RUTH – The Paris Township Board unanimously passed a zoning ordinance Tuesday.
Turbines must be 2,000 feet from non-participating property owners’ homes and three times the turbine height from non-participating property lines.
Participating property owners’ turbines must be 1,320 feet from homes and two times the height from property lines.
For comparison, the county zoning ordinance has a setback of 1,320 feet from non-participating property lines, and 1,000 feet from any inhabited structure within participating property lines.
In terms of sound for Paris, there will be an allowance of 35 decibels during the day and 30 at night for non-leased property, and 40 during the day and 35 at night for leased property.
The county allows for 45 decibels on non-participating properties and 50 on participating ones.
Prior to the vote, Chairman Ron Smalley asked board members for their individual thoughts.
Trustee Angela Guza said she was content with the ordinance.
“It’s a living, breathing document,” Guza said, referencing the ability to change the document down the road if necessary. “I think everyone has looked it over and addressed the issues that needed to be addressed.”
Clerk Randy Weber said there had been 48 meetings devoted specifically to developing the ordinance over the past few years.
“The zoning board has worked a long time on this – a long time on this. … I’m confident that … this is good,” Weber said.
Treasurer Laurie Pionk also applauded the job that planners had done in coming up with the zoning ordinance.
“… You’re not going to come up with an exact match for every single person in this township,” Pionk said. “It’s not going to happen. I think they did a good job taking on all the issues. We’ve had several issues to look at in this township, not one or two. I want to commend them. I think they did a really great job.”
Pionk went on to say that she hoped to see wind turbine development in the township.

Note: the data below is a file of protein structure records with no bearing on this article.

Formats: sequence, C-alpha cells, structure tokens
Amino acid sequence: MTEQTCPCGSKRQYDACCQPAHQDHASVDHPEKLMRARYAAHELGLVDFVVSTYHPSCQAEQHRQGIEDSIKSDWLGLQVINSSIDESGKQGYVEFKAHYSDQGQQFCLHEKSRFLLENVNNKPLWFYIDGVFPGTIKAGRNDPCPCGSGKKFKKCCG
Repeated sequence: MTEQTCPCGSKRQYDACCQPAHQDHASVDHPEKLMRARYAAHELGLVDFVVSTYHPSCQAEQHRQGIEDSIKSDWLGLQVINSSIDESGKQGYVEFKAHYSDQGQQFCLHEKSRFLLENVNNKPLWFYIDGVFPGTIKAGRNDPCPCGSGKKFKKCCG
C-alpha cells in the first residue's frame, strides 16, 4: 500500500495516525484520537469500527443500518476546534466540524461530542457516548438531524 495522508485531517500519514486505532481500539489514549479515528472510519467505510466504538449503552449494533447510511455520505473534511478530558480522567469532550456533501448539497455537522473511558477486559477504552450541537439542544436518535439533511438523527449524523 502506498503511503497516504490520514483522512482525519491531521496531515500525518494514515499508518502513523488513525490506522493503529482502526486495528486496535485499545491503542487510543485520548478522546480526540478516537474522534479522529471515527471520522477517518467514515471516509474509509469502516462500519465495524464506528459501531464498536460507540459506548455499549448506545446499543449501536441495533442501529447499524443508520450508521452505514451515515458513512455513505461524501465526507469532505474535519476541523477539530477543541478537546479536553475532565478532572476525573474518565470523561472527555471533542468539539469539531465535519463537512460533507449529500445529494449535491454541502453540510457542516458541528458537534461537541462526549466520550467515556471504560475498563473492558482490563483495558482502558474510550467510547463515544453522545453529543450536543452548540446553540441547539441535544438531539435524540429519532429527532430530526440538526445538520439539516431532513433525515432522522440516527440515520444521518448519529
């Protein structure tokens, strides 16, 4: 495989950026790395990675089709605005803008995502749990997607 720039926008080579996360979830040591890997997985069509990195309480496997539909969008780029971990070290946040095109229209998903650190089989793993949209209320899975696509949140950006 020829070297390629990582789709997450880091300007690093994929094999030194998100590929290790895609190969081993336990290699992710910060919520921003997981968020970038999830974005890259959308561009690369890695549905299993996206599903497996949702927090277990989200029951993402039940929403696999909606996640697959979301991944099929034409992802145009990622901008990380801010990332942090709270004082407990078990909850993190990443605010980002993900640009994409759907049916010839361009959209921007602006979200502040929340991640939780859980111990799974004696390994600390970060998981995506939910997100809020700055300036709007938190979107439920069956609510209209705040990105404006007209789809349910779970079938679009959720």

While the board unanimously voted in favor of the ordinance, reaction from the audience was mixed as several people in favor of wind development thought the ordinance was too restrictive.
Donna Glinecki said she was disappointed with how it turned out.
“… The languages was still pretty restrictive,” Glinecki said, before going on to speak about lost potential income for local schools and other entities. “Many neighboring communities have benefitted. Residents have benefited. People have new sheds and houses. I’m disappointed that it will be pretty restrictive for us to get to that point. The landscape has changed in three directions from our township. The only thing that hasn’t changed is our ability to move forward. …”
Glinecki and several other residents also mentioned that they wished the matter had come to a public vote.
The crowd was about split though, as several residents spoke in favor of the board’s decision.
Marvin Hill said the 2,000-foot setback found the right balance for people in favor and opposed to wind energy.
“It gives the opportunity to have a wind turbine still put in, but it gives an opportunity to the people who don’t care to have them close to them … the rights not to have them next door to them or right next to them,” Hill said. “They really did a good job of protecting both sides. … I compliment all the work you’ve done and the decision that you have made.”
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